“Brilliant. No one writes with Theroux’s head-on intensity and raptness, and his descriptions made me want to jump on the next plane to Istanbul (and also, of course, to many of the other places he evokes). I particularly loved the spectral motif, the ghosts and shadows and underground presences that flit through the narrative, giving the whole a half-seen and haunting dimension that no book of travels I’ve ever read conjures up.”
— Pico Iyer
“Theroux wanders to places that scarcely cross other travel writers’ minds.”
— Kirkus Reviews
“As thoughtful and observant as ever…this trip finds Theroux reflecting not only on changes to the landscape but also to himself…a wonderful book infused with the insights of maturity…it’s a reminder that in this age of increasingly homogenous urban centers and easy air travel, those who really want to discern national differences should stay on the ground.”
— Booklist, starred review
GHOST TRAIN TO THE EASTERN STAR
On The Tracks of the Great Railway Bazaar
by Paul Theroux
Half a lifetime ago, Paul Theroux embarked on a journey from Europe to East Asia by train. His recounting of it, the classic The Great Railway Bazaar, marked the beginning of a new kind of travel narrative. Thirty-three years later, Theroux—older, wiser, still dauntless—retraces his steps and finds a different world, as he relates in GHOST TRAIN TO THE EASTERN STAR: On the Tracks of the Great Railway Bazaar (Houghton Mifflin, August 18, 2008). Speckled with his customary wit, curiosity, and insight, this account of the return journey captures the colors of a changed continent in this, his most provocative book yet.
“Since I will never write the autobiography I once envisioned—volume one, Who I Was, volume two, I Told You So—writing about travel has become a way of making sense of my life.” On his first trip, Theroux experienced the joys and loneliness of long-distance trains—and back home his marriage fell apart. Embarking on the same trip again he writes, “To my sorrow . . . I relived much of the pain that I’d thought I’d forgotten.”
“Without change there can be no nostalgia,” writes Theroux, “and I realized that what I began to witness was not just change and decay, but imminent extinction.” As he recounts the vagaries of his own life over the past thirty-three years, he realizes that the world he saw has been altered even more. The man who traveled in the 1970s rode on trains mostly pulled by steam locomotives; Eastern Europe and much of Asia were still in the iron grip of communism. This time, taking the Ghost Train, Theroux sees that the economic hangover from the fall of the Soviet Union continues; the Chinese government bulldozes villages in its relentless march of progress; Southeast Asian towns, populated by stoners and prostitutes during wartime, have become sleepy backwaters.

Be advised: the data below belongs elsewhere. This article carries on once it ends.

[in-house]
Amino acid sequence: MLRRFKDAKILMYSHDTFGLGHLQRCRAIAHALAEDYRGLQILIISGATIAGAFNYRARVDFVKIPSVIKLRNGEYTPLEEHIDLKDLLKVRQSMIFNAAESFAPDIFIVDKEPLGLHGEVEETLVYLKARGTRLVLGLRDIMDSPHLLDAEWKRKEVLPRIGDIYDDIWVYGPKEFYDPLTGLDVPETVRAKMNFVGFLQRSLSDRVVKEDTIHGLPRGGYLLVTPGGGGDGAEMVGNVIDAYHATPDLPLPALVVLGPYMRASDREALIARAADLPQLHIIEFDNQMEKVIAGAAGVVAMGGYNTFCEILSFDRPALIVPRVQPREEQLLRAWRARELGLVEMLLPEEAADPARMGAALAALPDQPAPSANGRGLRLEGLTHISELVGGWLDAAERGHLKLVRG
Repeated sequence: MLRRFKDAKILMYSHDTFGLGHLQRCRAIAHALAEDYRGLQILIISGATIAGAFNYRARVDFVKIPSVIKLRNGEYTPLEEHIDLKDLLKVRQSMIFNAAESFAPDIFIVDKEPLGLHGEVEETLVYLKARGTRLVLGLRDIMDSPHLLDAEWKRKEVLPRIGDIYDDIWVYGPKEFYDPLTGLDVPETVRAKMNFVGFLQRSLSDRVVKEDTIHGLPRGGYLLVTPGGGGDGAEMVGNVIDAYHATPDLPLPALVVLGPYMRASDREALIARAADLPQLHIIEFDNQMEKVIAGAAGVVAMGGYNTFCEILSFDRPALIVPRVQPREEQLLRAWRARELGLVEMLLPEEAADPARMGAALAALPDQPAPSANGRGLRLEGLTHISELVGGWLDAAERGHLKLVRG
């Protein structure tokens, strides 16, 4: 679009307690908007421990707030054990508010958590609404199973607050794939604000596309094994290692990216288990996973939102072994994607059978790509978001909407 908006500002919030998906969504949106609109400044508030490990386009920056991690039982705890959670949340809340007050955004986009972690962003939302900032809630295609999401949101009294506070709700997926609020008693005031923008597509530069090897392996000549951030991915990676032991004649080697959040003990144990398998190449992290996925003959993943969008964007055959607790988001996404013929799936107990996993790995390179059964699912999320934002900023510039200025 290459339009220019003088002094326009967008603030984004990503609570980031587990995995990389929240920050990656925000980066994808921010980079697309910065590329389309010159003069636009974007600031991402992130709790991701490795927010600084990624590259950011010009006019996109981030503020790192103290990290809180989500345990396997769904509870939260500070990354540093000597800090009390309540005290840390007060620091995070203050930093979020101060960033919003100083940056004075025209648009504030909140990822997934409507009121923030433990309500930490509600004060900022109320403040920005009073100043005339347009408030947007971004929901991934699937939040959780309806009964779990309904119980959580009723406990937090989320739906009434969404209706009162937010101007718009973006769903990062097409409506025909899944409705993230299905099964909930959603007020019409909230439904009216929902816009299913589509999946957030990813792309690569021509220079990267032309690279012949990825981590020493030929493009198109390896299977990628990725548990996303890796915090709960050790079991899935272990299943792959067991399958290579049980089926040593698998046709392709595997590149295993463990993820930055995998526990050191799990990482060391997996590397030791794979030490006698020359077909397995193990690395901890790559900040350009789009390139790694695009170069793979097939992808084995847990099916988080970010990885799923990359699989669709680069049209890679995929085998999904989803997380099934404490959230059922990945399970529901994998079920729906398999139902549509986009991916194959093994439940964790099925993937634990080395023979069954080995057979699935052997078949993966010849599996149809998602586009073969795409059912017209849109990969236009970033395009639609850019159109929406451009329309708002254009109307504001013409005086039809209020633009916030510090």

In each place he goes, Theroux finds fascinating conversation. In India he has a chance encounter with Prince Charles, who attended the premiere of the film of Theroux’s The Mosquito Coast twenty years ago. In Jodhpur he takes tea with Gaj Singh II, who became maharajah at age four and claims to be a descendant of the sun deity. In Vientiane he meets Fiona, a solitary traveler who regales him with stories that make him lose his appetite and reveals her dream of being Michael Palin. Sri Lanka offers the opportunity to connect with Sir Arthur C. Clarke a short time before his death. And in Khon Kaen, Thailand, he gets into a spiritual argument with a missionary from Missouri, hell-bent on spreading the almighty word.
“The decision to return to any early scene in your life is dangerous but irresistible,” Theroux writes, “not as a search for lost time but for the grotesquerie of what happened since.” Retracing the steps he took decades ago forces him to confront not only life on the other side of the world, but also all the changes of one’s own lifetime. “We all live with fantasies of transformation. Live long enough and you see them enacted.”
Paul Theroux virtually reinvented the travel writing genre, beginning with The Great Railway Bazaar: By Train Through Asia, published in 1975. Since then he has dazzled critics and readers alike with books about his trips through China (Riding the Iron Rooster, Sailing Through China), Great Britain (The Kingdom by the Sea), India (The Imperial Way), Latin America (The Old Patagonian Express), the Pacific islands (The Happy Isles of Oceania), and the Mediterranean (The Pillars of Hercules). His New York Times bestseller Dark Star Safari was “a wonderful, powerful book, a loving letter to Africa from a writer who has discovered that he has carried something of its essence, like a talisman, through his adult life” (London Sunday Times). The Elephanta Suite, his recent collection of short fiction, was praised by Time as being “a set of brilliantly evocative and propulsive novellas.”
In addition to his fifteen works of nonfiction and criticism, Theroux is the author of twenty-seven books of fiction, including Hotel Honolulu, Kowloon Tong, My Other Life, and Millroy the Magician. His novels Saint Jack, The Mosquito Coast, and Half Moon Street have been made into successful feature films, and he has won the prestigious Whitbread Prize for Picture Palace and the James Tait Black Award for The Mosquito Coast.
During his travels in the Pacific, Theroux came to love Hawaii. He is now married to a woman from Hawaii and lives on the North Shore of Oahu, among many birds and geese and bees — Theroux is also a beekeeper. He spends his summers on Cape Cod, not far from where he grew up. He has two grown sons who are writers (Louis and Marcel).